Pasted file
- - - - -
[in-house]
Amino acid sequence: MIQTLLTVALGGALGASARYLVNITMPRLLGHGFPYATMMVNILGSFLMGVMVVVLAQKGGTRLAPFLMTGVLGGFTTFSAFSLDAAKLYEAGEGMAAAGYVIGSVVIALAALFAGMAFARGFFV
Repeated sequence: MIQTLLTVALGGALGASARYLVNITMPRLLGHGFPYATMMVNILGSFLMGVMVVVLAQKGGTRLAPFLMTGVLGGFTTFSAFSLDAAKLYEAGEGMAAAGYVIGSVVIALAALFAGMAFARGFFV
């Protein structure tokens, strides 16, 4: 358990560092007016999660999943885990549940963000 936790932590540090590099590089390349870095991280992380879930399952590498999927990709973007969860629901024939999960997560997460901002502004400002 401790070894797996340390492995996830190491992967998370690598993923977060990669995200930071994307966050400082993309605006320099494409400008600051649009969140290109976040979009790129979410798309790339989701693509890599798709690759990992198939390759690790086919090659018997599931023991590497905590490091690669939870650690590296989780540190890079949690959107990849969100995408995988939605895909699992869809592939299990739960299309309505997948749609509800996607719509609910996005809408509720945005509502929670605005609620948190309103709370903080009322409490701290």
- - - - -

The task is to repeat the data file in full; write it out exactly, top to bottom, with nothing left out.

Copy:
[in-house]
Amino acid sequence: MIQTLLTVALGGALGASARYLVNITMPRLLGHGFPYATMMVNILGSFLMGVMVVVLAQKGGTRLAPFLMTGVLGGFTTFSAFSLDAAKLYEAGEGMAAAGYVIGSVVIALAALFAGMAFARGFFV
Repeated sequence: MIQTLLTVALGGALGASARYLVNITMPRLLGHGFPYATMMVNILGSFLMGVMVVVLAQKGGTRLAPFLMTGVLGGFTTFSAFSLDAAKLYEAGEGMAAAGYVIGSVVIALAALFAGMAFARGFFV
């Protein structure tokens, strides 16, 4: 358990560092007016999660999943885990549940963000 936790932590540090590099590089390349870095991280992380879930399952590498999927990709973007969860629901024939999960997560997460901002502004400002 401790070894797996340390492995996830190491992967998370690598993923977060990669995200930071994307966050400082993309605006320099494409400008600051649009969140290109976040979009790129979410798309790339989701693509890599798709690759990992198939390759690790086919090659018997599931023991590497905590490091690669939870650690590296989780540190890079949690959107990849969100995408995988939605895909699992869809592939299990739960299309309505997948749609509800996607719509609910996005809408509720945005509502929670605005609620948190309103709370903080009322409490701290």